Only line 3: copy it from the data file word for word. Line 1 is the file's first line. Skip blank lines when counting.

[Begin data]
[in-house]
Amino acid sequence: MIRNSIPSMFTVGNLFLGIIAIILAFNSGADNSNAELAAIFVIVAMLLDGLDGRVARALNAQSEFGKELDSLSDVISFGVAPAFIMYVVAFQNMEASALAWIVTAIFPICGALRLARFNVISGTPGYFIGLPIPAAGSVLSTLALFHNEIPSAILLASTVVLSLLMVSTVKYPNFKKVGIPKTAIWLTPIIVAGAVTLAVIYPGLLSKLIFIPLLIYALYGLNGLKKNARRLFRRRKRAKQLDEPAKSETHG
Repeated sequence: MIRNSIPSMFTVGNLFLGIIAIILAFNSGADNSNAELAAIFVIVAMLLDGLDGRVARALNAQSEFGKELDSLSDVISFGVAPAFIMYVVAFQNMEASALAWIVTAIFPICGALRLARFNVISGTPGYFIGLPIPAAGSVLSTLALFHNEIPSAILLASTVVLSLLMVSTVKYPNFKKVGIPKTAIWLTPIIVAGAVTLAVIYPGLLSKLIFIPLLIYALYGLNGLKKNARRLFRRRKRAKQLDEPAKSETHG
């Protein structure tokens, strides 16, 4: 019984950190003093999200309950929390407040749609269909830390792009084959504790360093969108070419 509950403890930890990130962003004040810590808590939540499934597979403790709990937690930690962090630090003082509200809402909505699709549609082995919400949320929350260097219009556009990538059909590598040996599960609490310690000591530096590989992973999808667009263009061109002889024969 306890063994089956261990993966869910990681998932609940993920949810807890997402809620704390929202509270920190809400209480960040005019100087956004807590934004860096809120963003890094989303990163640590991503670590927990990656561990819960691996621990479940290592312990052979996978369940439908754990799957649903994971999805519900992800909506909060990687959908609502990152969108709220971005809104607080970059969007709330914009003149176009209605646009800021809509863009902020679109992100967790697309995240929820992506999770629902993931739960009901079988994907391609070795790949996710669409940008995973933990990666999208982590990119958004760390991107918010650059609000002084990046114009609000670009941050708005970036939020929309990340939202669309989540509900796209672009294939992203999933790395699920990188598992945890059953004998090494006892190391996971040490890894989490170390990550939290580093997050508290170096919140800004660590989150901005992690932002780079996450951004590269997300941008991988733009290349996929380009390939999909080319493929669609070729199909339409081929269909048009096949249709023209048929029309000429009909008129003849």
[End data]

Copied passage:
Repeated sequence: MIRNSIPSMFTVGNLFLGIIAIILAFNSGADNSNAELAAIFVIVAMLLDGLDGRVARALNAQSEFGKELDSLSDVISFGVAPAFIMYVVAFQNMEASALAWIVTAIFPICGALRLARFNVISGTPGYFIGLPIPAAGSVLSTLALFHNEIPSAILLASTVVLSLLMVSTVKYPNFKKVGIPKTAIWLTPIIVAGAVTLAVIYPGLLSKLIFIPLLIYALYGLNGLKKNARRLFRRRKRAKQLDEPAKSETHG